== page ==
Pros: Moderately effective. While players can still unintentionally swap an item they should have a much better chance of buying it back. Very little impact on players.

Cons: Much more coding involved. Creates design issues, eg: players using the buyback as a sort of "extra stash". Depending on how buyback is limited players could still sell an item and be unable to buy it back. More server side storage required.

10. Bind to account/Specific item lock

Another one needing explanation. The UI is changed to allow a player to flag specific items so they're not droppable/sellable/tradeable. The setting could a be a toggle so once the player does want to get rid of an item they can set it back to normal and get rid of it. There'd be a popup along the lines of "This item is bound. You cannot sell/drop/trade it until it's unbound."

Pros: Very, very effective. While it would still be possible to unintentionally swap an item while IDing it would be impossible to actually dispose of a flagged item. Very little impact on users, it would only affect people who actually chose to bind items.

Cons: Quite a lot of coding/design work. More server side storage required (though not as much as option 9).

I'm sure there are more potential solutions to the problem. Be good to see some posted, and if there are other pros/cons with any of the suggestions I've made I'd love to see them.
^Carnacki, your post is very informative. CMs, please pass his message along to the developers.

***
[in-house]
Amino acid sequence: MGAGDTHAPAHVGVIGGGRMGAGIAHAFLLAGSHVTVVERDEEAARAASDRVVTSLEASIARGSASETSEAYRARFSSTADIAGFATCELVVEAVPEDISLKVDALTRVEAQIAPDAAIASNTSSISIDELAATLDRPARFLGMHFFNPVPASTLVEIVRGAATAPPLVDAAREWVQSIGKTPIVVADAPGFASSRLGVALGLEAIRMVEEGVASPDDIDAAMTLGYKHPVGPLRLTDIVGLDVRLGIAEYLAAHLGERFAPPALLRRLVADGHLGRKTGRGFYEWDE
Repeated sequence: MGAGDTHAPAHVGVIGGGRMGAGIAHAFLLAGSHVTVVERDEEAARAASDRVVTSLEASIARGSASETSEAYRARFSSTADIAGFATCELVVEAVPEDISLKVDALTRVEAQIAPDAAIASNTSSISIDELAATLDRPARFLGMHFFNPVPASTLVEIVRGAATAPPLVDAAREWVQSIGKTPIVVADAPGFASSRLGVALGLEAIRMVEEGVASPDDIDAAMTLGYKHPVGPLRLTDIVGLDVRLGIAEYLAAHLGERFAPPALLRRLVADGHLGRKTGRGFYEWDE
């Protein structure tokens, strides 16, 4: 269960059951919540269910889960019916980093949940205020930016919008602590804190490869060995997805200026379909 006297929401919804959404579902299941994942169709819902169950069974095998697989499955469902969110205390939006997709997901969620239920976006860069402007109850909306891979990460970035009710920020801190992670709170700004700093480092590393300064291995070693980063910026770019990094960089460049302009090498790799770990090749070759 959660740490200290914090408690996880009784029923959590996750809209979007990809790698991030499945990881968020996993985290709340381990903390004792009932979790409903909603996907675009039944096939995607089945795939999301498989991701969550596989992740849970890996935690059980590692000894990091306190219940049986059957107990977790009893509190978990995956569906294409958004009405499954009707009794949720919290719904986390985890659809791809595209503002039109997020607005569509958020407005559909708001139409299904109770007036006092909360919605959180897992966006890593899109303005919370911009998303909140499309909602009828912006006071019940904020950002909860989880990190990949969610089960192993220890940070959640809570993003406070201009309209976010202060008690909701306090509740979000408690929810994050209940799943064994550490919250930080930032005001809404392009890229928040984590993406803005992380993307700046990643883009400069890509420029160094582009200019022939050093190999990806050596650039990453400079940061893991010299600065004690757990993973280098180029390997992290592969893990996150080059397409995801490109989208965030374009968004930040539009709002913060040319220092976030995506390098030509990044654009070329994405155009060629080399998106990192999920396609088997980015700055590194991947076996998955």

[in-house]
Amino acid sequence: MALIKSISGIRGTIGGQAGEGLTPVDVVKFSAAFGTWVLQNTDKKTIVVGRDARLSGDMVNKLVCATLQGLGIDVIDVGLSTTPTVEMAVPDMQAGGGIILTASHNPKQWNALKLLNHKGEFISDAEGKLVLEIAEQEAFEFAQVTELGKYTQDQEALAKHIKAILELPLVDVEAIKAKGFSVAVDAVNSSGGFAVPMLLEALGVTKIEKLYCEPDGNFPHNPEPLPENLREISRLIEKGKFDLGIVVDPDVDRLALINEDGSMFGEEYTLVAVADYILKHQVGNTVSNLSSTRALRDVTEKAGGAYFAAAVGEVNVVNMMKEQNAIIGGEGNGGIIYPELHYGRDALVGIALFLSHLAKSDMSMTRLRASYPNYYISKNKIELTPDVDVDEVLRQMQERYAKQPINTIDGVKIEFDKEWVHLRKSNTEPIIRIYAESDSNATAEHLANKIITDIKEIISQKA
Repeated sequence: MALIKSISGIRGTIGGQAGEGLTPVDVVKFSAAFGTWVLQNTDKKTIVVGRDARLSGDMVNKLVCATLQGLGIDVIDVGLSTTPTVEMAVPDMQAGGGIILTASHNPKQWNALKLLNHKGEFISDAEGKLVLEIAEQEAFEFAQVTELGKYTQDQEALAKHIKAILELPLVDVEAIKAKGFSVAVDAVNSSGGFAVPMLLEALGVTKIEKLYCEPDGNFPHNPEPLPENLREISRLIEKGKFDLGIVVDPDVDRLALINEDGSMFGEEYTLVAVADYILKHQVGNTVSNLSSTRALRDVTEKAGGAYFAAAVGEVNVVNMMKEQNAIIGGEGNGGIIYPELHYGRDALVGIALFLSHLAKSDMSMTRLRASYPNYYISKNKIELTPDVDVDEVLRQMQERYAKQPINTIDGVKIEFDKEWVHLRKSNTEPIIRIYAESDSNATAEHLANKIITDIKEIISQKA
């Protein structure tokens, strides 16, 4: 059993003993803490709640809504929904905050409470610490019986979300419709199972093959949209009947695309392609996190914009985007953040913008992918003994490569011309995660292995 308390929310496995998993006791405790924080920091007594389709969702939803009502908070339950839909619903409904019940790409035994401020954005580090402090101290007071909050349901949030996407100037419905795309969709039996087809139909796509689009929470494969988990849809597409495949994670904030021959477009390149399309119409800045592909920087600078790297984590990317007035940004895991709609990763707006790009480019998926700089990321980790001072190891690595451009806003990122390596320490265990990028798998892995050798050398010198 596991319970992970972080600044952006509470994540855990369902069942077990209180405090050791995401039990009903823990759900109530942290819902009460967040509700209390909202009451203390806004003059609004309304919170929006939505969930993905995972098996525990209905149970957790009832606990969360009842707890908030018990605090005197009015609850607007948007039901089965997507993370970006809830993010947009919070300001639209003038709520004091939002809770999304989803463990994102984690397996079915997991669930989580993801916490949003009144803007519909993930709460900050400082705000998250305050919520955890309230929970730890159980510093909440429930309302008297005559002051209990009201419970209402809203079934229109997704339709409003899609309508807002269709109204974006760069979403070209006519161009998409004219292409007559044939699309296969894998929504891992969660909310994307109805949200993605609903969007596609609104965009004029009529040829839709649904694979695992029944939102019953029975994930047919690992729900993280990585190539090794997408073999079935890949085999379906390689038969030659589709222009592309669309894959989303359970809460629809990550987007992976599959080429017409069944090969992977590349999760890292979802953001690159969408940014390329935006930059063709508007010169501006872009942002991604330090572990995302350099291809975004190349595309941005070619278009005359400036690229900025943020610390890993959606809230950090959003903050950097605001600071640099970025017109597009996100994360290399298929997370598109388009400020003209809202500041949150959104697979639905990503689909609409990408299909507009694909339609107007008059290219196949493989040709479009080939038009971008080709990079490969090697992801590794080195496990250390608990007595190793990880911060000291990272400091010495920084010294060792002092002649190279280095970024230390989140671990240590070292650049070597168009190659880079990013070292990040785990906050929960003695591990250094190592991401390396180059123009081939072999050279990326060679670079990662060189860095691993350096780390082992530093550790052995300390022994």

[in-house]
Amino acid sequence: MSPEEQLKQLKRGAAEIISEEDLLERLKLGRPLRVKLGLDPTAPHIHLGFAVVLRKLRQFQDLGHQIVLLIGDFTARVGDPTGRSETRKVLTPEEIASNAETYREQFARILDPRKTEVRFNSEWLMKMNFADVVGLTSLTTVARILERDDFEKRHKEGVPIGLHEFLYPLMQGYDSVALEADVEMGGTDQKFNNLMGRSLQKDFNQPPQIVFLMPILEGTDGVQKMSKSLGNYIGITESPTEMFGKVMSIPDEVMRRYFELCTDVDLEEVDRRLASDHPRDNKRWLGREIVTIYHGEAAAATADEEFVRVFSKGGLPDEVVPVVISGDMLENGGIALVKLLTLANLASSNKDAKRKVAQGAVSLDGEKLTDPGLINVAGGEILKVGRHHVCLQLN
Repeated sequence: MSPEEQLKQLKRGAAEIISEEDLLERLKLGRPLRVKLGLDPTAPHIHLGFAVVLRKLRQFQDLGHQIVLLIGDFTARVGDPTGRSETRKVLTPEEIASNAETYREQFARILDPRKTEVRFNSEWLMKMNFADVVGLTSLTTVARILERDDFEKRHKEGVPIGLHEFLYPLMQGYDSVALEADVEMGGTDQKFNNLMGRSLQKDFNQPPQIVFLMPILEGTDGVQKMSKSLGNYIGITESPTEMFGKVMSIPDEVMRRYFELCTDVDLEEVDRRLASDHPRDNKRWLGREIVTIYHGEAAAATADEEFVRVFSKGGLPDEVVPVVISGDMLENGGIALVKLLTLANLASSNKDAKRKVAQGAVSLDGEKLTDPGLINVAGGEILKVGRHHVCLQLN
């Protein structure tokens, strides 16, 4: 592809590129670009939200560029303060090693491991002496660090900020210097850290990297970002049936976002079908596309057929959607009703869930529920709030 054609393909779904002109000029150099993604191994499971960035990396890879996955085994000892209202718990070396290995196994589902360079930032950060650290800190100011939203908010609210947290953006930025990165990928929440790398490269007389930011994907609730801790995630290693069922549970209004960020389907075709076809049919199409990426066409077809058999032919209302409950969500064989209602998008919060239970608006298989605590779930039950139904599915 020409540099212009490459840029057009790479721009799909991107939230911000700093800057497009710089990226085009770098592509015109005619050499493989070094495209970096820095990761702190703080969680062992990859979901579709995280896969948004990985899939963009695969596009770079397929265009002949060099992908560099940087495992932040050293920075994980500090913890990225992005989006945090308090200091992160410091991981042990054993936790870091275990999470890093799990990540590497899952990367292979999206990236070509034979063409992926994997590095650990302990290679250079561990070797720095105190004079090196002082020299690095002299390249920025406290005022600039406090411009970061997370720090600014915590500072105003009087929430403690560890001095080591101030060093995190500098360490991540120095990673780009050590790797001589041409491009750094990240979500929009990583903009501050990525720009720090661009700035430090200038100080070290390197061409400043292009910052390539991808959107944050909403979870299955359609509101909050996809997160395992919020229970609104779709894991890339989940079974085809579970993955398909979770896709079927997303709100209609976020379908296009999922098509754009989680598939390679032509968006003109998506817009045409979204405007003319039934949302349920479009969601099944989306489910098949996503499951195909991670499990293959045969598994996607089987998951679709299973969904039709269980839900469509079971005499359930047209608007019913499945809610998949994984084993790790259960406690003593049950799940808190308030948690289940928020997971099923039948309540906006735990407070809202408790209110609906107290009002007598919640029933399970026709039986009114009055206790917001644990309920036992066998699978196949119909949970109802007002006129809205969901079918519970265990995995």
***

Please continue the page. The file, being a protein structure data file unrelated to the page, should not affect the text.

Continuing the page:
80% of the replies on this thread are for an item lock change. Given that it is near impossible to obtain a 100% consensus, a significant majority should prove the case for implementing an item lock.

For the rest, do indulge me by answering a few simple questions. Do you agree that:

1. a good number of players have misvendored their equipped gear, either through carelessness or a less than intuitive UI?
2. more players will continue to lose their precious gear in this manner, if no change is effected in the way items are IDed/vendored/gear swapped?
3. it is possible that you too might one day lose your equipped gear in a moment of poor focus, despite how particular you are in your usual gear checks in town?
4. an item lock function will reduce the incidence of losing gear in this manner?
5. should an item lock feature be implemented, you will utilise it as well?

Bonus question: Do you take pleasure in forum arguments, especially if you structure logical and witty retorts that blow your opponents out of the water?

If you answer "Yes" to the above questions (especially number 5), you are likely to be arguing for the sake of doing so, or a forum troll. There are more productive ways to boost one's self confidence/esteem, like inventing a cure for cancer or getting a hot girlfriend. If you feel that being a forum hero is your destiny, then may I recommend the other threads where you can level up:

"Barblo 3: Barbas are OP I hate Jay"
"RMAH are for sissies; I'm a real man"
"Rate the perky @ss of the female DH above you"
"I have 20k dps, MP 10 is so easy trolololol"

Thank you.